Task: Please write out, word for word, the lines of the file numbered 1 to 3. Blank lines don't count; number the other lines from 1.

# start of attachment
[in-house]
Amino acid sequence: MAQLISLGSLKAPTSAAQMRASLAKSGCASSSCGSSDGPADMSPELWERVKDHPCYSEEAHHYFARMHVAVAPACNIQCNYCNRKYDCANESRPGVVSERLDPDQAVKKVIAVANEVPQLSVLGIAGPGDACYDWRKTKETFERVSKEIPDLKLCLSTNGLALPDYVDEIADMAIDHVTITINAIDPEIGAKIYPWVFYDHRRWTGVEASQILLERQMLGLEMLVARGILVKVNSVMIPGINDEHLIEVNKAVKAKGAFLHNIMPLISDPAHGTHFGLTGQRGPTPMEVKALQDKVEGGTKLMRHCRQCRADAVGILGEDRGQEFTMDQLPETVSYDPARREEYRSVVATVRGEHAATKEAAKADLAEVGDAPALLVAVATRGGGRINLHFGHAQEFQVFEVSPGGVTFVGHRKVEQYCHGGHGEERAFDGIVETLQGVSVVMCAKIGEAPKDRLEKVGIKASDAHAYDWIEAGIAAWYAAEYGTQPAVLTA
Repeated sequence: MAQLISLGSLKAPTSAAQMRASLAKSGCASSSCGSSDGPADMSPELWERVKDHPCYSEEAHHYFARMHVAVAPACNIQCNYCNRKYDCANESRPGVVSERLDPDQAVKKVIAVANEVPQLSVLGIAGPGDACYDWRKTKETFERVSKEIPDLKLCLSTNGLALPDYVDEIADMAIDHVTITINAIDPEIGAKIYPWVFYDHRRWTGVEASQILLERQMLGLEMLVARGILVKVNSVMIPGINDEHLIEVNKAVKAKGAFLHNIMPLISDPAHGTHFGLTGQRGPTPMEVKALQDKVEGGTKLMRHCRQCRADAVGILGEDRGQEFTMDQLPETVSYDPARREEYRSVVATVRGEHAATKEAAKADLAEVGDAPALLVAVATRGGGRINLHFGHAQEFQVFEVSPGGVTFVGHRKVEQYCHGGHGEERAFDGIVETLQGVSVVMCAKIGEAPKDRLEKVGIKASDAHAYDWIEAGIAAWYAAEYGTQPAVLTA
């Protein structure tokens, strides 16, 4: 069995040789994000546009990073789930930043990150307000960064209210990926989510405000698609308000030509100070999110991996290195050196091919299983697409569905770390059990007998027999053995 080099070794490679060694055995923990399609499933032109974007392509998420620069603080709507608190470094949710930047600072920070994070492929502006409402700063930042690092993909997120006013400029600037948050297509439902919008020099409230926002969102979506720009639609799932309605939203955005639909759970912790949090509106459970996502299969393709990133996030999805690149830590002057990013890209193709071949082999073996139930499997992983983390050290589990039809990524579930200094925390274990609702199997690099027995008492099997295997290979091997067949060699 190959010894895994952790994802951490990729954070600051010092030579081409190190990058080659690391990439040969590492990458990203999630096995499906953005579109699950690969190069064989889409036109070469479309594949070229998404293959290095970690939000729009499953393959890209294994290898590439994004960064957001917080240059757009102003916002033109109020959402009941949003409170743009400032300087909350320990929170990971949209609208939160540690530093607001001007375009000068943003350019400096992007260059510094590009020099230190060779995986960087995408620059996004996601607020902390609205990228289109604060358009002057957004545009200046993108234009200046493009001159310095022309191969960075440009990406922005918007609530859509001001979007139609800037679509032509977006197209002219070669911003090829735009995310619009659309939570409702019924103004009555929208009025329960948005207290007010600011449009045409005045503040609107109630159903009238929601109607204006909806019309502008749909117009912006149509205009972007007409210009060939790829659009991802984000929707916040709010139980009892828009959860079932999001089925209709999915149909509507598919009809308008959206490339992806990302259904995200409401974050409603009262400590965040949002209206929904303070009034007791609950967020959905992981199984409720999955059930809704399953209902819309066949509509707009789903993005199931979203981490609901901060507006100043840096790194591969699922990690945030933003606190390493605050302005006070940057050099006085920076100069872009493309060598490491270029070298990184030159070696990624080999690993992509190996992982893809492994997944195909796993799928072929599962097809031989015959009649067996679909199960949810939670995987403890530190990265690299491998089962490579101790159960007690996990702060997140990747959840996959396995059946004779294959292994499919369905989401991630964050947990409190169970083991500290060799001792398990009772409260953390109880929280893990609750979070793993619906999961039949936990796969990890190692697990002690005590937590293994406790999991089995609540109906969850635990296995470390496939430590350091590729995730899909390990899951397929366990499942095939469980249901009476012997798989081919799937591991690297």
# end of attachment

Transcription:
[in-house]
Amino acid sequence: MAQLISLGSLKAPTSAAQMRASLAKSGCASSSCGSSDGPADMSPELWERVKDHPCYSEEAHHYFARMHVAVAPACNIQCNYCNRKYDCANESRPGVVSERLDPDQAVKKVIAVANEVPQLSVLGIAGPGDACYDWRKTKETFERVSKEIPDLKLCLSTNGLALPDYVDEIADMAIDHVTITINAIDPEIGAKIYPWVFYDHRRWTGVEASQILLERQMLGLEMLVARGILVKVNSVMIPGINDEHLIEVNKAVKAKGAFLHNIMPLISDPAHGTHFGLTGQRGPTPMEVKALQDKVEGGTKLMRHCRQCRADAVGILGEDRGQEFTMDQLPETVSYDPARREEYRSVVATVRGEHAATKEAAKADLAEVGDAPALLVAVATRGGGRINLHFGHAQEFQVFEVSPGGVTFVGHRKVEQYCHGGHGEERAFDGIVETLQGVSVVMCAKIGEAPKDRLEKVGIKASDAHAYDWIEAGIAAWYAAEYGTQPAVLTA
Repeated sequence: MAQLISLGSLKAPTSAAQMRASLAKSGCASSSCGSSDGPADMSPELWERVKDHPCYSEEAHHYFARMHVAVAPACNIQCNYCNRKYDCANESRPGVVSERLDPDQAVKKVIAVANEVPQLSVLGIAGPGDACYDWRKTKETFERVSKEIPDLKLCLSTNGLALPDYVDEIADMAIDHVTITINAIDPEIGAKIYPWVFYDHRRWTGVEASQILLERQMLGLEMLVARGILVKVNSVMIPGINDEHLIEVNKAVKAKGAFLHNIMPLISDPAHGTHFGLTGQRGPTPMEVKALQDKVEGGTKLMRHCRQCRADAVGILGEDRGQEFTMDQLPETVSYDPARREEYRSVVATVRGEHAATKEAAKADLAEVGDAPALLVAVATRGGGRINLHFGHAQEFQVFEVSPGGVTFVGHRKVEQYCHGGHGEERAFDGIVETLQGVSVVMCAKIGEAPKDRLEKVGIKASDAHAYDWIEAGIAAWYAAEYGTQPAVLTA